Washington County senior citizen center funding comes up short

August 10, 2011|By ANDREW SCHOTZ |

A state funding problem is threatening to push construction of a $5.85 million Washington County senior citizen center — already delayed 10 months — into 2012.

For months, the county has awaited $600,000 it expected this year from the Maryland Department of Aging, followed by $200,000 next year.

However, it became apparent this week that the county won't get the $600,000 — at least, right away — because of how it was awarded.

The current plan is to build a 27,000-square-foot senior citizen center on the Hagerstown Community College campus. It will have a gymnasium, kitchen, Internet cafe, multipurpose dining room and a variety of meeting and activity rooms, including a computer lab, game room, art room and professional counseling areas.

A 2,300-square-foot addition would follow later.

Construction was supposed to start in October 2010, but has been held up because of the state funding snag.

Even though only a portion of the total project cost is at stake, the state money appears to be critical before construction can begin.

Joseph Kroboth III, the county director of public works, said the state Department of General Services must approve a project that uses Department of Aging money. But general services can't review plans until funding is approved, leaving the entire project in limbo, Kroboth said.

The county requested $800,000, the maximum the Department of Aging will award, for fiscal year 2012. Because of budget constraints, the department didn't fund any capital requests.

However, when $600,000 from a previous year became available — a Baltimore City project wasn't moving ahead — the department pledged that money to Washington County.

The state Board of Public Works had to give final approval.

However, the item was pulled from the board's June 15 agenda amid concerns that the state's House and Senate budget committees needed to be consulted.

The item never came back to the board.

Del. Norman H. Conway, D-Wicomico/Worcester, the House Appropriations Committee chairman, said Wednesday that the $600,000 pledge to Washington County failed to go through full budget review, so the process will start anew when the 2012 legislative session convenes in January.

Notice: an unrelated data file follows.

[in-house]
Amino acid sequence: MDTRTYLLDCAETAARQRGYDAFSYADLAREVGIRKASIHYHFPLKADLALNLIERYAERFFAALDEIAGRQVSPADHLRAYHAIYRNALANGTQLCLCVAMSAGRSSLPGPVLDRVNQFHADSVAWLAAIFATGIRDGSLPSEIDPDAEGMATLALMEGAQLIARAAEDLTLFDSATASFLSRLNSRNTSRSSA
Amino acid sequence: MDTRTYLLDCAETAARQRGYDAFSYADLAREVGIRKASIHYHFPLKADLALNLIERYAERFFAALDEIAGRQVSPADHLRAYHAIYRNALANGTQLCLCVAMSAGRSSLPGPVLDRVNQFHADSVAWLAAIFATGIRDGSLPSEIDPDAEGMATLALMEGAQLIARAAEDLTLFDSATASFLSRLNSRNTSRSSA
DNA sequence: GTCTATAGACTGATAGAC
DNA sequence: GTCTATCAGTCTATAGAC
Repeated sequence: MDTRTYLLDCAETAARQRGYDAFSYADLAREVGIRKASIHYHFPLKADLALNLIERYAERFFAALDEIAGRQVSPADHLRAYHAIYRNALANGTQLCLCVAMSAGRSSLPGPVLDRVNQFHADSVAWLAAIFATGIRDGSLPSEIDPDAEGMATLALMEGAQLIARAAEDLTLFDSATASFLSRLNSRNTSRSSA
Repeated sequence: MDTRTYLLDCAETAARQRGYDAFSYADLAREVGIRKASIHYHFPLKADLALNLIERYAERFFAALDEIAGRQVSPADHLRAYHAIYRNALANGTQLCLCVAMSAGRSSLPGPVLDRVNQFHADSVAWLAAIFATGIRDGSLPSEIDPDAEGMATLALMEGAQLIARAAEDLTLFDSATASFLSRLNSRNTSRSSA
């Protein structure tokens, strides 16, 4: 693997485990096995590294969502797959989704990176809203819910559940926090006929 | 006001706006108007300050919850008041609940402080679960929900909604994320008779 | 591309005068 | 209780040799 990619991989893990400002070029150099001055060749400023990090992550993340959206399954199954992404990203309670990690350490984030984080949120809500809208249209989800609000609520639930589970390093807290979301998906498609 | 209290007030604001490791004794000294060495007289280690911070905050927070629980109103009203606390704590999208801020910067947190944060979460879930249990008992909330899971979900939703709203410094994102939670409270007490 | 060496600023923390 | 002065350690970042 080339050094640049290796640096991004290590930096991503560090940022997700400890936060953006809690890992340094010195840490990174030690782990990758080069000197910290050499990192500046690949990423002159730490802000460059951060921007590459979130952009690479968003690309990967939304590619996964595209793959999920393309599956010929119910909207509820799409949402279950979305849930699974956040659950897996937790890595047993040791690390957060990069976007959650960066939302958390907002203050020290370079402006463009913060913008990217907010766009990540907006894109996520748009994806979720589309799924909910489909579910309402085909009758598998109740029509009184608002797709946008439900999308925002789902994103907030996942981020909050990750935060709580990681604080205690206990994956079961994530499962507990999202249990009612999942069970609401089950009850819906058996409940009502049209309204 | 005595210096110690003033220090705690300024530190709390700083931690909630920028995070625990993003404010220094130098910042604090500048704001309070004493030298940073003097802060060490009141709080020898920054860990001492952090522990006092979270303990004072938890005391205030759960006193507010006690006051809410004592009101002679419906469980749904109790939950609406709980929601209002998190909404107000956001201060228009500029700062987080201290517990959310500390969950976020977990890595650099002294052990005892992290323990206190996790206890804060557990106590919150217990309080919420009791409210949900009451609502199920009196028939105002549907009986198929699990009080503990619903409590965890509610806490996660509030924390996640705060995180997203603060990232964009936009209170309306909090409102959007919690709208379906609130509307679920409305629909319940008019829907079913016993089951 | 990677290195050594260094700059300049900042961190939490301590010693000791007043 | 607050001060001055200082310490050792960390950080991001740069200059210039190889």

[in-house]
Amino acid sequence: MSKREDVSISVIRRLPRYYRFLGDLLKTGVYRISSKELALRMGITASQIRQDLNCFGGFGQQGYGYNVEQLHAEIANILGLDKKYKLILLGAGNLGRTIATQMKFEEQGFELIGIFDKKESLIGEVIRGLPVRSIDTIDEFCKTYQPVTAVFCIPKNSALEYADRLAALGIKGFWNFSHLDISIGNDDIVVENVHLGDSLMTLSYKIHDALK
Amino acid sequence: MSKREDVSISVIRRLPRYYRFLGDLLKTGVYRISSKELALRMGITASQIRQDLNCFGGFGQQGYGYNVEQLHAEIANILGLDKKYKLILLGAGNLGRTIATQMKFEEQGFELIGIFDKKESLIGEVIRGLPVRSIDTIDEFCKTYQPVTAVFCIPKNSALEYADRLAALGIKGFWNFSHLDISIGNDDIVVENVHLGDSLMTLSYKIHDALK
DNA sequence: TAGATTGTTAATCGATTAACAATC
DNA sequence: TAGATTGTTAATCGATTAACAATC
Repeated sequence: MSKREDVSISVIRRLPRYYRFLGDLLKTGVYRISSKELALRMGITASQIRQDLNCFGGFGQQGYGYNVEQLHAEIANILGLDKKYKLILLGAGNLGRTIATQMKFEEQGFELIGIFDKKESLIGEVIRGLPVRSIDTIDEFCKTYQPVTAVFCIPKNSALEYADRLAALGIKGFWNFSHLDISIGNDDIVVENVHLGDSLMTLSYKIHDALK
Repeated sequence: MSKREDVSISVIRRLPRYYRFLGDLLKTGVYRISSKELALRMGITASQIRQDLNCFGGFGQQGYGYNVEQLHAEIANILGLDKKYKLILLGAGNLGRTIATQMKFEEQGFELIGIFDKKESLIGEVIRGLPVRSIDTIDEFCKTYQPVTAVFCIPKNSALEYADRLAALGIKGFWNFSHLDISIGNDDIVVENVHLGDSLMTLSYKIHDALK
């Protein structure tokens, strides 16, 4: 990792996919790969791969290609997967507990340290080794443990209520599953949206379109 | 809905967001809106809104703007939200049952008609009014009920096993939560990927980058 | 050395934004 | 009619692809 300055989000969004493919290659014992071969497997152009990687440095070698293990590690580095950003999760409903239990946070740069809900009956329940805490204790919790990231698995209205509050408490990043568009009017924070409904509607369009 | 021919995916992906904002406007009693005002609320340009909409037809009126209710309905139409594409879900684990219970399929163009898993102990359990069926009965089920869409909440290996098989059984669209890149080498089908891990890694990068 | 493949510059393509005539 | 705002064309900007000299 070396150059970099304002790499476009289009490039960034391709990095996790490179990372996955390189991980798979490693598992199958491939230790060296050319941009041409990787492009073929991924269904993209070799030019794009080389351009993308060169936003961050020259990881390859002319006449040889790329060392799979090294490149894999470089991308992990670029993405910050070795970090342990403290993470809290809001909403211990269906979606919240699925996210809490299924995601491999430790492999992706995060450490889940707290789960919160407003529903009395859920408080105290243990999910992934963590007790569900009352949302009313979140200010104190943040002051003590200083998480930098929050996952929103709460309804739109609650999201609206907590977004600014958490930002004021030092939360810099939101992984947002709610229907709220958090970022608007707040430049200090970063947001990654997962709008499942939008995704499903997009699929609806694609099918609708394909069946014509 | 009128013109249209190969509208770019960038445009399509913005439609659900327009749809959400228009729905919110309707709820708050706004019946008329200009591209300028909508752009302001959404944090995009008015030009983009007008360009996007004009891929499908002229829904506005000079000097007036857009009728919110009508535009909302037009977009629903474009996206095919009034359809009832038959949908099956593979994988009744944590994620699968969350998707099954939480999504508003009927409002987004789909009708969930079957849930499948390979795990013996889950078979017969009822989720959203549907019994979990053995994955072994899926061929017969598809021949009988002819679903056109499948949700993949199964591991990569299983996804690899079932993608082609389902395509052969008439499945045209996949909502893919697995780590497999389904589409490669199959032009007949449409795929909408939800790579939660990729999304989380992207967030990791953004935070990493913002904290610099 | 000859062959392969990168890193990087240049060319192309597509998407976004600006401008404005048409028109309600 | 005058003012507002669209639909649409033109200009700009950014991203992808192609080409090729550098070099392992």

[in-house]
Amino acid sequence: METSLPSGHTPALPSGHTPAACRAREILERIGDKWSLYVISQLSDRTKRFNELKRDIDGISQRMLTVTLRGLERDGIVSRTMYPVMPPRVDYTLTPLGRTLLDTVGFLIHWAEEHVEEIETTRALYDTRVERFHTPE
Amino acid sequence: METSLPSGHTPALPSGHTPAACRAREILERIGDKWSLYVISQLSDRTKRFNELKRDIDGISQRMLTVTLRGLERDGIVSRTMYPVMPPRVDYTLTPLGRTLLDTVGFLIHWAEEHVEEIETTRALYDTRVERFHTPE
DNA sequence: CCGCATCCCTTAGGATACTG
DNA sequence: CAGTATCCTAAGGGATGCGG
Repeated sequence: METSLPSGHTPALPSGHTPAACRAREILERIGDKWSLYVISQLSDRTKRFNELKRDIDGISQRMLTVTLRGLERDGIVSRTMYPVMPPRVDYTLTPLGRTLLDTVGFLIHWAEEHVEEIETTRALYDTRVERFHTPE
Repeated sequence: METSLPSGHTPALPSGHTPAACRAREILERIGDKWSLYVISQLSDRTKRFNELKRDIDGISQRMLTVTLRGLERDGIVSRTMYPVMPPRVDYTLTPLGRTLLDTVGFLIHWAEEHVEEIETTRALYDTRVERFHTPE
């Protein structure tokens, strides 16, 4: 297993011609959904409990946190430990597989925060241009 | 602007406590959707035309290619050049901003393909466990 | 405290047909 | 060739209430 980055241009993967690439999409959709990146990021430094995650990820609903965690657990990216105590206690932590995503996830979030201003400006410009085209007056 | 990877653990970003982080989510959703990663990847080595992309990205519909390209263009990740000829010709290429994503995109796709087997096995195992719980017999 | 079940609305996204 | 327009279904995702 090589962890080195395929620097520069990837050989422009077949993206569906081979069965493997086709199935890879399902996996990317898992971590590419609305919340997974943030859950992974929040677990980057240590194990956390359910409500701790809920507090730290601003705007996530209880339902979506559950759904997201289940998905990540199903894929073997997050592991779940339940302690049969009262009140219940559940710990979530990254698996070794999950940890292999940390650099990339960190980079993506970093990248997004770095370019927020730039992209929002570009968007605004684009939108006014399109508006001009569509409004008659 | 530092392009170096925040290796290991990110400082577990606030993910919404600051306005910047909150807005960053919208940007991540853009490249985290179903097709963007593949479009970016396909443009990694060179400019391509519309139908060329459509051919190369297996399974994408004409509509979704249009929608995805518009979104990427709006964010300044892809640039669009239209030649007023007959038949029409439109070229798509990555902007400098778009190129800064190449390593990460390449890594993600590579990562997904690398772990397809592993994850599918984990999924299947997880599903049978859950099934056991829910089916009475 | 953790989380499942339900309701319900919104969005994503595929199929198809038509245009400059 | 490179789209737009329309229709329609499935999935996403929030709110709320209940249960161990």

'Let the process work'

Secretary of Aging Gloria G. Lawlah was more optimistic, saying it's unknown if funding will be approved this year or must wait until next year.

"It is under review," she said, noting her strong support for a Washington County senior citizen center.

Lawlah also said the department will review its process for awarding money to projects.

A March 23 email from Lawlah to Del. LeRoy E. Myers Jr., the Washington County delegation chairman at the time, strongly suggests the senior citizen project will get money this year.

"The Department is currently in the process of recycling $600,000 in funds from the CIP (capital improvement program) towards the construction of the Senior Center in Washington County," she wrote. "Afterwards, the Washington County Commission on Aging and Washington County Government will submit an application to CIP for (fiscal year) 2013 in the amount of $200,000; thereby, restoring the funding request to $800,000."

Contacted Wednesday, Terry Baker, the president of the Washington County Board of Commissioners, reserved judgment.

"I'm all for the senior center, but I think we have to let the process work," he said.

He said the commissioners haven't talked about finding another $600,000 this year and moving ahead, without the state.

Kroboth said the county grew wary as the delays continued and, to be safe, applied for money next year.

Aside from the Department of Aging money, the rest of the funding is in place includes:

  • $250,000 from a private foundation
  • $47,300 in excise tax revenue
  • $677,123 from a Community Development Block Grant
  • $1,846,300 from the county's general fund
  • $2,223,100 from a tax-supported bond.

Del. Andrew A. Serafini, the current delegation chairman, learned this week that the funding issue was too tangled and probably will have to wait until next year.

Referring to the Department of Aging's plan to redirect $600,000, he said: "It's well within the agency's jurisdiction to do this.

"I'm discouraged," he said. "It could and should have moved forward, but you have to respect the process."

A June 10 Department of Legislative Services memorandum expressed concern that "the budget committees have not been given adequate notice about the proposed project," calling it "a matter of courtesy."

Conway said individual projects must be approved in the budget process, not just amounts of money.

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